Founded in 2004 by veteran international marketing consultant Paul Poole, PAUL POOLE (SOUTH EAST ASIA) CO., LTD. is an independent marketing consultancy based in Bangkok, Thailand specialising in commercial sponsorship and partnership marketing, working with both rights holders and brands – acting as a catalyst by bringing them together and maximising the relationship.

We have packaged, sold and managed sponsorship and partnership opportunities for a wide range of rights holders and worked with many of the world’s leading brands to source and engage the right sponsorships and partnerships for them to maximise.

For more information, visit www.paulpoole.co.th



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New 500 baht fine for drunk cycling

The Thaiger

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New 500 baht fine for drunk cycling | The Thaiger

Up to now drink-driving cyclists have not been included in the laws governing drunk drivers of other vehicles in Thailand. But with the rising popularity of cycling as a fitness trend, that’s about to change with a new 500 baht fine if bought drunk in control of a bike.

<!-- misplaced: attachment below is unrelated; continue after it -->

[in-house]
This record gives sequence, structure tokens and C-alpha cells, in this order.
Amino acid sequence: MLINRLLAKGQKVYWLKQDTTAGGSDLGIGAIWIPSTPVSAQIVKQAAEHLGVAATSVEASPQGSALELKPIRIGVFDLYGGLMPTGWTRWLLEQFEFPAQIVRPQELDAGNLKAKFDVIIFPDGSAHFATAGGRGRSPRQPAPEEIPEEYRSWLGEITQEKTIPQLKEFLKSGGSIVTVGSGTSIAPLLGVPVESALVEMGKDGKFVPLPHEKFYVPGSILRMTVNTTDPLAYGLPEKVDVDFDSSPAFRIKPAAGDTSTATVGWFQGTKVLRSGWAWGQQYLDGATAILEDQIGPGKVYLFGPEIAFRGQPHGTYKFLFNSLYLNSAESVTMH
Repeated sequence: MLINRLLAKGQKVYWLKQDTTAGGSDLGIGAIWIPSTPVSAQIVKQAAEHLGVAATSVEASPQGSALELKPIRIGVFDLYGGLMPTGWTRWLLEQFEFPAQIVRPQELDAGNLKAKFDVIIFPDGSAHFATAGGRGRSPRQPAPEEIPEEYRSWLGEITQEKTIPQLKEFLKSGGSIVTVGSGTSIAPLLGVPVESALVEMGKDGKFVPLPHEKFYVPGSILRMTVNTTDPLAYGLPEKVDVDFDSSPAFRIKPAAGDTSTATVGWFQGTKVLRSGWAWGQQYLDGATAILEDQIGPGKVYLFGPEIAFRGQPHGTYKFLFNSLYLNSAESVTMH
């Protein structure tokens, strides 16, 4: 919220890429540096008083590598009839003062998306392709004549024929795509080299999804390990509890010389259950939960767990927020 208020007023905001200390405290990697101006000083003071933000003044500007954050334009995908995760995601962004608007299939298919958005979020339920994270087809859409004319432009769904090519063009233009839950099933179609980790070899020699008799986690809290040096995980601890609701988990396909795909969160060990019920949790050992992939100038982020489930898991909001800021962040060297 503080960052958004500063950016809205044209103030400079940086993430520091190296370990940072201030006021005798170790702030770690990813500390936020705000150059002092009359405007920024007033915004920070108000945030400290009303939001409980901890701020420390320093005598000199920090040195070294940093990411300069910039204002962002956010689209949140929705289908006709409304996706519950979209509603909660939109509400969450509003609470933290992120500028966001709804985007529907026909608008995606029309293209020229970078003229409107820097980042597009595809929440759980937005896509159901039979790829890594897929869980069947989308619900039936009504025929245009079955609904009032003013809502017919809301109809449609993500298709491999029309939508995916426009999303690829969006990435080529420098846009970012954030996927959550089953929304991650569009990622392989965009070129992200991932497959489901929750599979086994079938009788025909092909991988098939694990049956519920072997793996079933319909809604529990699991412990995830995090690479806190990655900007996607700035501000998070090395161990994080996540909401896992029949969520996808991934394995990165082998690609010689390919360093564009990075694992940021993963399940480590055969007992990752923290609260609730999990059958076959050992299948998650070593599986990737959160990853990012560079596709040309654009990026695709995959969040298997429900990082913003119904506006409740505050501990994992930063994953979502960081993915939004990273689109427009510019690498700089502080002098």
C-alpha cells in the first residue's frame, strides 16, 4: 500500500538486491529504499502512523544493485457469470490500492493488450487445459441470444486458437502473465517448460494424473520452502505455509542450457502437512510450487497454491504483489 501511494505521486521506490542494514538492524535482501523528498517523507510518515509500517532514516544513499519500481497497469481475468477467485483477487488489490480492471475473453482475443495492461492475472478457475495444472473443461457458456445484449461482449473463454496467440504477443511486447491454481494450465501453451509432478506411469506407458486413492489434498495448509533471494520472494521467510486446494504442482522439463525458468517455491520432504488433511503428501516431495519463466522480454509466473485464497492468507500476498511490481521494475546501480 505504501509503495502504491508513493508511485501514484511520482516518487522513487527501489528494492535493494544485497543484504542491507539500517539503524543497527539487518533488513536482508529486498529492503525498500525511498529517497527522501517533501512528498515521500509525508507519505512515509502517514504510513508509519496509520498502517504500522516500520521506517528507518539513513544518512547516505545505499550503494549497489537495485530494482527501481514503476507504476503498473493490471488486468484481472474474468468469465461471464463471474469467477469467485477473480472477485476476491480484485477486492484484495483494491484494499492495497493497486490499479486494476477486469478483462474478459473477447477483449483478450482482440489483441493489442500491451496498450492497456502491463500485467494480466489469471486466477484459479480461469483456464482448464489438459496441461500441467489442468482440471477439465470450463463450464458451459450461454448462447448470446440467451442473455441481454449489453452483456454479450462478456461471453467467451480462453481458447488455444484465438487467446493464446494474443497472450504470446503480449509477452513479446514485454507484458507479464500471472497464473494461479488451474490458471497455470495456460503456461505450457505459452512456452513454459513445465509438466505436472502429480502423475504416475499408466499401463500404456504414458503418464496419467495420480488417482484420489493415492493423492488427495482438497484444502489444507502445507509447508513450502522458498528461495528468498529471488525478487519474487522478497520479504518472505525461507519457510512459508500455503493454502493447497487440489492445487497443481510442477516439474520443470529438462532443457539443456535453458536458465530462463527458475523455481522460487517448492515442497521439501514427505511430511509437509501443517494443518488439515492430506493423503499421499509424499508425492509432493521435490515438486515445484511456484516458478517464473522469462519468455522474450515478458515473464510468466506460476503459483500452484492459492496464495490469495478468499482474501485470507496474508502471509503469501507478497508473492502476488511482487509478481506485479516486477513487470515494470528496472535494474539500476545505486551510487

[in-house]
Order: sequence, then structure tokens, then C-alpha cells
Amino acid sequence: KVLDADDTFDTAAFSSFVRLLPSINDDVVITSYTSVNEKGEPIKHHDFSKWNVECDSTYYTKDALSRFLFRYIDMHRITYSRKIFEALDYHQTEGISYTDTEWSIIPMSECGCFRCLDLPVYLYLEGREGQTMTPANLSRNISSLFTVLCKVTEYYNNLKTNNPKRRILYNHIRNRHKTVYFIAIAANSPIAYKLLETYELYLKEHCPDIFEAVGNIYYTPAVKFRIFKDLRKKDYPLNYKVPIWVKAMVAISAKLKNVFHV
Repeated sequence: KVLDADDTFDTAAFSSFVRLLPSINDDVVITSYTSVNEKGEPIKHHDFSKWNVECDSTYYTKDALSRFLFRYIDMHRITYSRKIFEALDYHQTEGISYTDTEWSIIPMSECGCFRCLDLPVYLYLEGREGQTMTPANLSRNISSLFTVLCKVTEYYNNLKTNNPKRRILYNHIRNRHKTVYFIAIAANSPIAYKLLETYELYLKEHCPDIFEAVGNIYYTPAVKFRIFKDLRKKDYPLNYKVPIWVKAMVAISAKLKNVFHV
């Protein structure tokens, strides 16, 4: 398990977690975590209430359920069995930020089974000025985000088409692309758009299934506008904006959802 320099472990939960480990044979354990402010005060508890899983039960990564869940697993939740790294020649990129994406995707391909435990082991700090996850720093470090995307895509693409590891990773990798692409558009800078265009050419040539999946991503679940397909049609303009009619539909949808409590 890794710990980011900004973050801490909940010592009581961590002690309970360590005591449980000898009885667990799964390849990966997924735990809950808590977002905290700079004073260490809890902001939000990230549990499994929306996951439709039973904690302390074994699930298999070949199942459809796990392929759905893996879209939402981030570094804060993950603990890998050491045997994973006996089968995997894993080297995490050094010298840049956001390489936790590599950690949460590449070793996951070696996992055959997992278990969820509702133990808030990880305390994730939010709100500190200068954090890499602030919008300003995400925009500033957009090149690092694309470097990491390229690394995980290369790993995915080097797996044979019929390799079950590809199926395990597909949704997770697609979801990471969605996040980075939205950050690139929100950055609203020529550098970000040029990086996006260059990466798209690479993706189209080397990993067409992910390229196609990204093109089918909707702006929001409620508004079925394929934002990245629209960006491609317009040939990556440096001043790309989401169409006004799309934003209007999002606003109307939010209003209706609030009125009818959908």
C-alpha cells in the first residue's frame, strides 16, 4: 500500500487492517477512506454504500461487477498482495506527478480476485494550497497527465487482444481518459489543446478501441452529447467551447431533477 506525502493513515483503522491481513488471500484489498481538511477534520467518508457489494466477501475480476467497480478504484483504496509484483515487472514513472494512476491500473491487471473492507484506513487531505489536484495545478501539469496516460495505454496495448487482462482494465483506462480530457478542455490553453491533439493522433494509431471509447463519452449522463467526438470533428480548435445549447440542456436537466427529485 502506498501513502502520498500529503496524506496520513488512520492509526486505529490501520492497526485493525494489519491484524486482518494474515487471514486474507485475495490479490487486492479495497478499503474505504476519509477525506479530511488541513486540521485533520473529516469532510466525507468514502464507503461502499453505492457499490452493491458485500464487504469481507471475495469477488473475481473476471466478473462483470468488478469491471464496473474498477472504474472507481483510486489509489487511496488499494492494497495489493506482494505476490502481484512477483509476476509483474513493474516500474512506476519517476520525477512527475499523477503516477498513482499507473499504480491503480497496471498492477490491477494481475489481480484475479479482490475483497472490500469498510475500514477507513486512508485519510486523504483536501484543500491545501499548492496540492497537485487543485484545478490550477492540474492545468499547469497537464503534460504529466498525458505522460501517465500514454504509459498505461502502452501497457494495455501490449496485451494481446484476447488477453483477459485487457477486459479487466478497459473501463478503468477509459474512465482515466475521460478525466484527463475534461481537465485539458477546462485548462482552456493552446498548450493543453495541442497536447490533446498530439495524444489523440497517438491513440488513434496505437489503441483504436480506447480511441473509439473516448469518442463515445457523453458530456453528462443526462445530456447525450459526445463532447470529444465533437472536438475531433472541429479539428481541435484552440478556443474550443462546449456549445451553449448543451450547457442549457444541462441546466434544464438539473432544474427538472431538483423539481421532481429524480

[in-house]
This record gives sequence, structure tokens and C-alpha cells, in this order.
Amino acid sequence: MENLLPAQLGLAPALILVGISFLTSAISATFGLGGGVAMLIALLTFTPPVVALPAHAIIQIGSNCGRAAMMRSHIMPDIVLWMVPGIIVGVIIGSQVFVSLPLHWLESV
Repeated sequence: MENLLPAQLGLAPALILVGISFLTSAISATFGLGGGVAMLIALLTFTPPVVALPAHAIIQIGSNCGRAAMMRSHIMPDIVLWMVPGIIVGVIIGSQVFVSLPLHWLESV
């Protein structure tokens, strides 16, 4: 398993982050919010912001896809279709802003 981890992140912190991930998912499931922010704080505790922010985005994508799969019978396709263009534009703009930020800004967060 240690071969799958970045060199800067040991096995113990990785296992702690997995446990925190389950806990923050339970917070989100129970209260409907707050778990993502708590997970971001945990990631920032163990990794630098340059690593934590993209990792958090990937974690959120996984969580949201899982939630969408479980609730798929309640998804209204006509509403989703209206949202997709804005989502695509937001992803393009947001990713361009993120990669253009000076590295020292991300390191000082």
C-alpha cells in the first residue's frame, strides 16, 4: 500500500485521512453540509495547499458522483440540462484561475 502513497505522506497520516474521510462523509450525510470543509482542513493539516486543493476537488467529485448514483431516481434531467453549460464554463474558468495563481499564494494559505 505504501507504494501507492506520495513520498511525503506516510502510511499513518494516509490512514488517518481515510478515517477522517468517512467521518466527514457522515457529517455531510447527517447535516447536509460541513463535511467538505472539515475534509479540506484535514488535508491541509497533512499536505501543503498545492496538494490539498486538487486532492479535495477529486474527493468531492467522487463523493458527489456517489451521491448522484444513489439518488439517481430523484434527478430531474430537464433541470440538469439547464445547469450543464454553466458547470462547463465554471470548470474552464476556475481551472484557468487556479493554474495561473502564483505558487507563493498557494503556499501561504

Drunk bicyclists who are currently immune to litigation because there is no law to make drunk cycling an offence. The new laws are covered in the upgraded traffic bill which passed the first reading of the National Legislative Assembly last week.

But, according to the Bill drafters, riding bicycles in public while being drunk is still regarded as a petty offence and the penalty would be just a 500 baht fine.

The same new traffic bill also seeks to empower traffic police to seize driving licenses of drivers found to be drunk behind the wheels and judged incapable of driving.

The bill will also merge the Land Transport Department and police databases to coordinate and share information on backgrounds and traffic violations records of drivers and motorcyclists.

A score system is being introduced under which law-breaking drivers will have their scores cut for every traffic violation.  Everyone will start a 12 month period with 12 points. If the scores are down to zero, the drivers will have their driving licenses suspended for up to 90 days.